Recently, Olshansky et al. (2009) reached a similar set of demographic and policy conclusions by using a cohort-components methodology. Analysis performed by the 2007 Technical Panel of Assumptions and Methods, Social Security Advisory Board, found similar solvency results based on its recommended mortality projections. When considering the impact of revised and more realistic immigration assumptions, finances of the system improved (SSABTP 2007). Our findings, and those of Lee and Tuljapurkar (1997), SSABTP (2007), and Olshansky et al. (2009), emphasize the importance of continual assessment of projection methods, underscore the need to introduce more rigorous tools and techniques, and argue for greater study on the complex interrelationship of demographic, economic, and policy processes.

We encourage other academic and government researchers to use the information we provide about SSA’s methods and our models, data, methods, and software to suggest further improvements in these forecasts. Our mortality forecasting methods make it easy to systematically alter prior beliefs about demographic patterns. They also make including additional covariates based on other risk factors straightforward, when they become available. Although we include time as a simple proxy for technological change, other more specific measures may be relevant, including large-scale public health initiatives, medical advancements in detection and treatment, and pharmaceutical breakthroughs. Alternative modeling specifications are also easy to implement in our proposed forecasting framework, as are other components of uncertainty. With all these tools, we hope the scholarly research community will find forecasting more feasible and continue to reduce uncertainty and improve the quality, accuracy, and transparency of Social Security Trust Fund projections.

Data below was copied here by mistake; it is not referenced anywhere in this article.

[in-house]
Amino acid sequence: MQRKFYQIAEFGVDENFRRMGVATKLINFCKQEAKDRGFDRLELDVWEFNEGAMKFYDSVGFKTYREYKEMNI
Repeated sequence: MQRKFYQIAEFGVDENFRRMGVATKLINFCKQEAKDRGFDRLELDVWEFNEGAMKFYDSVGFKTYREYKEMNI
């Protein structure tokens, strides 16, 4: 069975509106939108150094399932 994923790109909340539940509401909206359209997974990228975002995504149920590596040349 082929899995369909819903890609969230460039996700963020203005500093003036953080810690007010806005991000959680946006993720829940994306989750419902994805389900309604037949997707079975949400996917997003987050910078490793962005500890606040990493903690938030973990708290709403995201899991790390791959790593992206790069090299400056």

## Acknowledgments

We thank Robert Aronowitz, Jon Bischof, David Asch, Federico Girosi, David Grande, James Greiner, Kosuke Imai, Valerie Lewis, Scott Lynch, Doug Massey, John Sabelhaus, three anonymous reviewers, and a Deputy Editor for helpful comments and suggestions; Felicitie Bell, Michael Morris, Alice Wade, and John Wilmoth for help reconstructing current Social Security Administration forecast procedures; Martin Holmer for modifying his Social Security simulation program, SSASIM, so that we could measure the effects of alternative mortality forecasts; and the Robert Wood Johnson Foundation Health & Society Scholars program, the National Institute of Child Health and Human Development (NIH 5T32 HD07163), the National Cancer Institute (RC2CA148259) and Harvard's Institute for Quantitative Social Science for research support. Earlier versions of this article were presented at the 2008 Population Association of America annual meeting and at the Harvard Center for Population and Development.